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Tuesday, December 17, 2013

Firms to pay $1.1-billion in long-running lead paint lawsuit

In an historic ruling, a California Judge, held the lead paint pigment manufacturers liable for the damage they caused children by placing toxic lead pigment into paint. The companies will be held accountable for the remediation required to make homes and other buildings safe. The case was prosecuted by a team of lawyers, including nationally recognized lead litigation experts, Motley Rice, Providence, RI. This article is shared from the latimes.com

A Northern California judge Monday ordered three companies to pay $1.1 billion to remove lead-based paint from inside California homes, concluding a 13-year legal case.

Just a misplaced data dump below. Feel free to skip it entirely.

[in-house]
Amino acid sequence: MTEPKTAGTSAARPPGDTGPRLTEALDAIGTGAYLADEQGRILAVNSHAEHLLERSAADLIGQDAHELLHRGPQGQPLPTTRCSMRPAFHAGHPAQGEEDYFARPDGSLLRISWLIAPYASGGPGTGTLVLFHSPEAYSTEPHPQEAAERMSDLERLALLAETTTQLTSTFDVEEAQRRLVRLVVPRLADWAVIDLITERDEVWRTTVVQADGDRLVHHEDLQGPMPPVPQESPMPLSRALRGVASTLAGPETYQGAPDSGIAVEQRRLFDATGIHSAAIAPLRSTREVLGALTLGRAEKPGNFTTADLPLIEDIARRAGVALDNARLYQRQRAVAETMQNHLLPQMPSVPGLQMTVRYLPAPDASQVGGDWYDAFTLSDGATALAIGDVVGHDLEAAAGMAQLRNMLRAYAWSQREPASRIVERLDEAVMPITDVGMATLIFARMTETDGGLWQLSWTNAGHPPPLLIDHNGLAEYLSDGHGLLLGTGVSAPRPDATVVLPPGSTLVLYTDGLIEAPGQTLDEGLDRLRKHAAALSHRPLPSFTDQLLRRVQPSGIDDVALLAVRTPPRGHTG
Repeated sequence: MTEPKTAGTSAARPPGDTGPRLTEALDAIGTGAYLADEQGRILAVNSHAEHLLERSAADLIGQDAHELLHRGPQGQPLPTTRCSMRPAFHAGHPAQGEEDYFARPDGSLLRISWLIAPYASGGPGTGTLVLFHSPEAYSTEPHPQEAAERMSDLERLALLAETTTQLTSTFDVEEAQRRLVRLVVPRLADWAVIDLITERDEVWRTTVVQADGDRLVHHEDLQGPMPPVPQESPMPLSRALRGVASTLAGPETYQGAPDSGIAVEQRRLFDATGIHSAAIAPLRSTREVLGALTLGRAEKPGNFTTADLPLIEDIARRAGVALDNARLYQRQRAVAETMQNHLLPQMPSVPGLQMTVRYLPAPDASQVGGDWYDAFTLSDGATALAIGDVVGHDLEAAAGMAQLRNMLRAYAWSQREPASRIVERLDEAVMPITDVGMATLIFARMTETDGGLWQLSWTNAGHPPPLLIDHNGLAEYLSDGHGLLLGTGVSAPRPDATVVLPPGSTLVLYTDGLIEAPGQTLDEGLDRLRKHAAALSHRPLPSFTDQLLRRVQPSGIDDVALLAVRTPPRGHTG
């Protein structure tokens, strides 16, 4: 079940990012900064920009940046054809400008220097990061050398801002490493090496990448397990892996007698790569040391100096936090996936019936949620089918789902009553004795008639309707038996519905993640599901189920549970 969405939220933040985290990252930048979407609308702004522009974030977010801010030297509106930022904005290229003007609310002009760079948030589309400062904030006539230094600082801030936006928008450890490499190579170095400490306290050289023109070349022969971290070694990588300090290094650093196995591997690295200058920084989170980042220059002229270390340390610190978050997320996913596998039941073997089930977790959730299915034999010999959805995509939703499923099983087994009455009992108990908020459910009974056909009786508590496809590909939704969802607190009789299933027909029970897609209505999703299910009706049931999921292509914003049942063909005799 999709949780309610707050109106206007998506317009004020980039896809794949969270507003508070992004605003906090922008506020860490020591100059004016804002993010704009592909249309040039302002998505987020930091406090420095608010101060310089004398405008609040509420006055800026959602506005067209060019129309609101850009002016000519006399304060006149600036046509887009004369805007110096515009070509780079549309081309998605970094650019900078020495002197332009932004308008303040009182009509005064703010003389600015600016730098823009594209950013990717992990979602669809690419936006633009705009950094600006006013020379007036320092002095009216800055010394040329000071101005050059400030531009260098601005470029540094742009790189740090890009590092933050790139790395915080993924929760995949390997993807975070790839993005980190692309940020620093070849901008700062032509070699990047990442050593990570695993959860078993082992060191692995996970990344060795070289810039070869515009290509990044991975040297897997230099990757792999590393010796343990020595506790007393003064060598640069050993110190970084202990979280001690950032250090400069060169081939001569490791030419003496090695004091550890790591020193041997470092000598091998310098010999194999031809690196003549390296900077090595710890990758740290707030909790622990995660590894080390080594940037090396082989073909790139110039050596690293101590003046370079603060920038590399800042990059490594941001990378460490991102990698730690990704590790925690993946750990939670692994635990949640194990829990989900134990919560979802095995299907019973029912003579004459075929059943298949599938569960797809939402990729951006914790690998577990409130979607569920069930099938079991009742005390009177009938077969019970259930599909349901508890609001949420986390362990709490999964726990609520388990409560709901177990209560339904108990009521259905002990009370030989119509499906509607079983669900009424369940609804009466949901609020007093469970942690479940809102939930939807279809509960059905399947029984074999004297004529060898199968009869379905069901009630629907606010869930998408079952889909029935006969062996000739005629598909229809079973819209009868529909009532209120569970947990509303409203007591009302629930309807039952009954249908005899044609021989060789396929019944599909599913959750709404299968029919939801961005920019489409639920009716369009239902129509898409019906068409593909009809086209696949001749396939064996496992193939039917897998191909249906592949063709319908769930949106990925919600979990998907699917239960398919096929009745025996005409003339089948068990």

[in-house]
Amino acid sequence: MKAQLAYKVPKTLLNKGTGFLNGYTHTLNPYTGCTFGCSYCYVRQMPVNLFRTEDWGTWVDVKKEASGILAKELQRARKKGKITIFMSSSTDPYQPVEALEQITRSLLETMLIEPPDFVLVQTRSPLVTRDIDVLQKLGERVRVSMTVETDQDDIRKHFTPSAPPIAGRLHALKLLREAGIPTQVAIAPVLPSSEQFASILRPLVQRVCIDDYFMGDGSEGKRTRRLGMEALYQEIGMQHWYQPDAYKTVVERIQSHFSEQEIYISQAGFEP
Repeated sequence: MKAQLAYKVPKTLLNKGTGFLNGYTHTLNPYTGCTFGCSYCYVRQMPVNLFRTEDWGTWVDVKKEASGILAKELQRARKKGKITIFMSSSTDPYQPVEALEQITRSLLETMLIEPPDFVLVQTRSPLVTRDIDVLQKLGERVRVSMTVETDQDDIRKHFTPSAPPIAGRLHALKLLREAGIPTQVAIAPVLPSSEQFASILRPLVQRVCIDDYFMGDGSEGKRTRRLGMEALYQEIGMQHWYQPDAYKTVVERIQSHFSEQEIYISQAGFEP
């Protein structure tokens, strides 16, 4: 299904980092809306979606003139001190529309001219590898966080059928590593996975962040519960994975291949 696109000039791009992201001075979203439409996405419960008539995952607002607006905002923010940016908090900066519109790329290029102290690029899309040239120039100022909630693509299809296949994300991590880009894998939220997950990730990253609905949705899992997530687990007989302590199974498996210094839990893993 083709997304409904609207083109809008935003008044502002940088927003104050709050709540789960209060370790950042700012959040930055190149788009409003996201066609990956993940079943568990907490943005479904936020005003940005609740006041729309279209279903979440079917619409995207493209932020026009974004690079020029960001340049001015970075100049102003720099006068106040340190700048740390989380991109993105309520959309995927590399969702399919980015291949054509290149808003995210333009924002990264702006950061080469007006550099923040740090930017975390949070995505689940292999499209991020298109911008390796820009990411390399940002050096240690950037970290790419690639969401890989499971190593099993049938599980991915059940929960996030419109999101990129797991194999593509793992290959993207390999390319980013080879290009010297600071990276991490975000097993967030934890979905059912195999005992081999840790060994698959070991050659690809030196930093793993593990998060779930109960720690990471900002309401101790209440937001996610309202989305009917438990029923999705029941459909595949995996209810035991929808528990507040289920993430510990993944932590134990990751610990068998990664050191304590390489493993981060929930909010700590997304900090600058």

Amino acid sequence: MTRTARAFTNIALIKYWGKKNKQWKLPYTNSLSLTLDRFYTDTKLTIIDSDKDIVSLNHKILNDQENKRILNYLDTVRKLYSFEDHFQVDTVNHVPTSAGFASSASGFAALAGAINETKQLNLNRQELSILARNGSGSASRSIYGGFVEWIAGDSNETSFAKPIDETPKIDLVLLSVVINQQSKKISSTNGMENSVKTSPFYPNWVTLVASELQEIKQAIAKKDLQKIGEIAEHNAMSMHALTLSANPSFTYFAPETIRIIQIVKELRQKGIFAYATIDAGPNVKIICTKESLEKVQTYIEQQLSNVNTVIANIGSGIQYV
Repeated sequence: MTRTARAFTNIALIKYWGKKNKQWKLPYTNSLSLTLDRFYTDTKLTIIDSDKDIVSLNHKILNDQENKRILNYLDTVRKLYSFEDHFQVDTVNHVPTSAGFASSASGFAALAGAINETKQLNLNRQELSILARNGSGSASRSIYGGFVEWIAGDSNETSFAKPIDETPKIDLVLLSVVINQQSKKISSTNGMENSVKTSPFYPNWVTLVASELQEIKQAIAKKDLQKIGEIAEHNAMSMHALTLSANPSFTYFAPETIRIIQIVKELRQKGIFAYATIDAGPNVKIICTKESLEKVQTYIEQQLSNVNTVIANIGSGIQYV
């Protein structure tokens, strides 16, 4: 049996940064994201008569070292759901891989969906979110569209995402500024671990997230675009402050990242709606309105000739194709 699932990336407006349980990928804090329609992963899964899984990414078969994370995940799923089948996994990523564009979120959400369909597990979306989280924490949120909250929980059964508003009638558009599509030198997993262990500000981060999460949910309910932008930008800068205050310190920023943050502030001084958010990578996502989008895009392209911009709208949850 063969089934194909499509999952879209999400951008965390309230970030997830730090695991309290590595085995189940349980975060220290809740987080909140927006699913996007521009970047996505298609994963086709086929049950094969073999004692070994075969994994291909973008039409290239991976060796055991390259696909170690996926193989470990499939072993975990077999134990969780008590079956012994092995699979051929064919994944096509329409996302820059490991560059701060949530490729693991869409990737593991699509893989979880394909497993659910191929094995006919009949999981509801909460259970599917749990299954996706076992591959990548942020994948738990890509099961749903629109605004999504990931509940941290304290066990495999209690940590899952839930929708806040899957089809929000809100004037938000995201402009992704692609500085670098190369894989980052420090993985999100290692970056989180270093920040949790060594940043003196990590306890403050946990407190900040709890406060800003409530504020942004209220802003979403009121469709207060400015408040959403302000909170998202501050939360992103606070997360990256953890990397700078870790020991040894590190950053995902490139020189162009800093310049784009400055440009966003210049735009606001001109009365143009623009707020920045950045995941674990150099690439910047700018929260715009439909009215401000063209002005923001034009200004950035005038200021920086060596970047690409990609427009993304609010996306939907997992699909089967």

Santa Clara County Superior Court Judge James P. Kleinberg ruled that ConAgra, NL Industries and Sherwin-Williams created a “public nuisance” by selling lead-based paint for decades before it was banned in 1978, finding them liable for exposing children to a known poison.

The opinion set aside $605 million, or 55% of the judgment, to pay for lead removal in Los Angeles County. The money will go into a fund administered by the state’s Childhood Lead Poisoning Prevention Branch and will pay for inspections and lead abatement on the inside walls of tens of thousands of homes.

“The court is convinced there are thousands of California children in the Jurisdictions whose lives can be improved, if not saved through a lead abatement plan,” the judge’s ruling said.

Local governments sued major paint manufacturers in 2000,...


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Click here to read the complete Decision. People v. Atlantic Richfield Company, et al.
Superior Court of California, County of Santa Clara
Case No. 1-00-CV-788657